The Gospel of Jesus Christ is not a Political Party


A close friend of mine recently related an experience to me where her boss (who is Mormon) said to her, “I don’t understand how a member of the church who voted for a black Muslim could think they could worthily take the sacrament on Sunday.”

um. what?

My friend chose not to challenge this comment. As an employee of this man, and as someone who holds a few left-leaning ideas herself, she perhaps wisely decided not to retort.

I have had similar experiences. For instance, I once got into a big argument with a former girlfriend about whether Mormons could conscientiously choose to be affiliated with the Democratic Party. I explained several reasons why Mormons should consider how Democratic priorities such as caring for the marginalized members of society, protecting the environment, and restricting gun ownership easily fall within a Mormon value system. She said she could never marry someone who voted for Obama, insinuated that I was a baby-killer, and broke up with me the next day.

(I know that sounds intense, but I am totally cool with the way that situation panned out.)


The Gospel of Jesus Christ is not a Political Party

A Mormon’s standing in the Church has nothing to do with their political affiliations. The only exception I can think of might be members of the Church who align themselves with white supremacists, as the Church denounced such beliefs in a statement following the recent events in Charlottesville:

“White supremacist attitudes are morally wrong and sinful, and we condemn them. Church members who promote or pursue a ‘white culture’ or white supremacy agenda are not in harmony with the teachings of the Church.”

(Here’s a link to the full statement if you’re interested:

So, where is this hostility toward left-thinking Mormons coming from?

A little gem of a book called “When Mormons Doubt” by Jon Ogden aptly diagnoses the problem:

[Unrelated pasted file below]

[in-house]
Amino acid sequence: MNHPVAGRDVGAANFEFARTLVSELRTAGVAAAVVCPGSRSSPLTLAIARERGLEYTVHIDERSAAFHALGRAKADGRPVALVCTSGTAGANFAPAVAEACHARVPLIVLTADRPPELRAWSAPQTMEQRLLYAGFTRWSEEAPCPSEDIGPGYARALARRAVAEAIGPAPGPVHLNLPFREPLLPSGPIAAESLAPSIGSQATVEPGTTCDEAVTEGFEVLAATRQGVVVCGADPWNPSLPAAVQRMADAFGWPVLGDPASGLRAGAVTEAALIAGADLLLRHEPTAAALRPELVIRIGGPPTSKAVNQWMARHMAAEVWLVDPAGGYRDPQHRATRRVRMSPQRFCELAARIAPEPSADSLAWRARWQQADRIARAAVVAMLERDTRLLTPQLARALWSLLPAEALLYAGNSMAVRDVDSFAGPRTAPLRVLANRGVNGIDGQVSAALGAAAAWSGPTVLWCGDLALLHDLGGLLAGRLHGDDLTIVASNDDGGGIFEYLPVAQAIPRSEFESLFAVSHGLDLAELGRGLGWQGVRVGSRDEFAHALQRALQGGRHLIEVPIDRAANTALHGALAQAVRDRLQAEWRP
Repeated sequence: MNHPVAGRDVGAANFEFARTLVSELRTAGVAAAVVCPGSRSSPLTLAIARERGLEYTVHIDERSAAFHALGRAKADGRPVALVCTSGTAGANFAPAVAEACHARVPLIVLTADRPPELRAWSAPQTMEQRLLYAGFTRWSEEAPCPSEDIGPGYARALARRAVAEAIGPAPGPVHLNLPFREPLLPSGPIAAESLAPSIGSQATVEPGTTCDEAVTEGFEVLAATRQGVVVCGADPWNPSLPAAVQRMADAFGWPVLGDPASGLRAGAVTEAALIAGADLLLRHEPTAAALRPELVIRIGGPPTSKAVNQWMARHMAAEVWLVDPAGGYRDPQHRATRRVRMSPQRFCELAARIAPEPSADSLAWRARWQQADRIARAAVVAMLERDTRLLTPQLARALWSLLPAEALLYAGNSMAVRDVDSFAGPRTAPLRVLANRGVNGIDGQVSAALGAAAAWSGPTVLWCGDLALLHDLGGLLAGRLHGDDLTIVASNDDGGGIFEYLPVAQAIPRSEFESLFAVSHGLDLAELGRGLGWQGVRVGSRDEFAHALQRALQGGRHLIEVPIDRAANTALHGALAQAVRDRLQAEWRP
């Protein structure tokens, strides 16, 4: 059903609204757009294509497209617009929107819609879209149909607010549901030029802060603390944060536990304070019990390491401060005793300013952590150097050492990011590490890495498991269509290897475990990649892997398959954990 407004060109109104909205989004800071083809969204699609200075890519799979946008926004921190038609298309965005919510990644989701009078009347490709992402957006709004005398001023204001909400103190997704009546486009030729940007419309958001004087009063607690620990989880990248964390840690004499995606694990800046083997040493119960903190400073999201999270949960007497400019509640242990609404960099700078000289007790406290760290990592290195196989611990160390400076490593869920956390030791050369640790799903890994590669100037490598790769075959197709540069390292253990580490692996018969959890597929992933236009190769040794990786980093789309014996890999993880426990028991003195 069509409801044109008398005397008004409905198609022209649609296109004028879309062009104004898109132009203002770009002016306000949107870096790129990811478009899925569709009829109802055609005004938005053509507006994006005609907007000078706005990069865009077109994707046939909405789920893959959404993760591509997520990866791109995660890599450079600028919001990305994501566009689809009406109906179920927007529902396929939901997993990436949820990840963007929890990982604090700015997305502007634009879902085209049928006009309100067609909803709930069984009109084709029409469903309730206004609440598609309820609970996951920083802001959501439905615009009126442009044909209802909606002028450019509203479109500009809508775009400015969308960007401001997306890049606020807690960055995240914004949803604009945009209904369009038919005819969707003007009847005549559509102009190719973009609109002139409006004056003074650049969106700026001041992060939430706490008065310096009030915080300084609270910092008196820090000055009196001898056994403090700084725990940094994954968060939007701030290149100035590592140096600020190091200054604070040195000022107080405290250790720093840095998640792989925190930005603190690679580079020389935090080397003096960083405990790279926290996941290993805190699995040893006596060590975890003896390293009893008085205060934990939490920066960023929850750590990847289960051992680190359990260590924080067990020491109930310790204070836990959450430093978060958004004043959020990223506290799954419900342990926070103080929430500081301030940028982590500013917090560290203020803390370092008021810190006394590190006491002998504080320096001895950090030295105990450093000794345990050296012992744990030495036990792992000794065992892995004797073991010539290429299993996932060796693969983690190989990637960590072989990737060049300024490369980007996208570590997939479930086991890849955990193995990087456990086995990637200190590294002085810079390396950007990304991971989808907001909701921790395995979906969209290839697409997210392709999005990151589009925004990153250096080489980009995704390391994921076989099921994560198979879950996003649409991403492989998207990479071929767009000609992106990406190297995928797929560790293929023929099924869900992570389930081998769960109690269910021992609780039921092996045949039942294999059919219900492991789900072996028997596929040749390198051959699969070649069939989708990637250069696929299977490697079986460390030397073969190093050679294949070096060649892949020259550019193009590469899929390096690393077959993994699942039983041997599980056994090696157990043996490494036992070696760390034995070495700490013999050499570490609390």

“The pursuit of order has brought a tendency to conflate faithful church membership with the Republican Party in the United States. This conflation of religious and political identity alienates Mormons who don’t identify with Republican ideals. It also causes conservative Mormons to support politicians whose ethics they wouldn’t otherwise support” (Ogden, 71).

The last sentence of that quote has never been more true than in the case of Donald Trump. There were a lot of Mormons begging for a Republican option besides Trump this last election, but who voted for him anyway because they felt constrained by their community or by their beliefs to vote Republican.


Paul’s Metaphor of the Body

The Mormon Church, and especially Mormon culture, are going to affect the political opinions of Mormons. I don’t think that can be helped. What can be helped is how Mormons of different political beliefs see each other. What I want is for conservative Mormons and liberal Mormons to realize that they need each other.

“But now are they many members, yet but one body. And the eye cannot say to the hand, I have no need of thee: nor again the head to the feet, I have no need of you” (1 Cor. 12:20-21).

We are all very different, yet we are all essential to the whole.

I’ll finish off with more food for thought from Jon Ogden’s book, “We might say that conservatives tend to be better at compromising for the sake of their communities while liberals tend to be better at pointing out flaws in their communities… Both are essential. Both have tradeoffs” (Ogden, 99).

So, what makes each essential, and what are the tradeoffs? Let me know what you think. You can comment here or on Facebook.

(Here’s a link to the book I quoted on Amazon. I highly recommend it.


Tyler Clark

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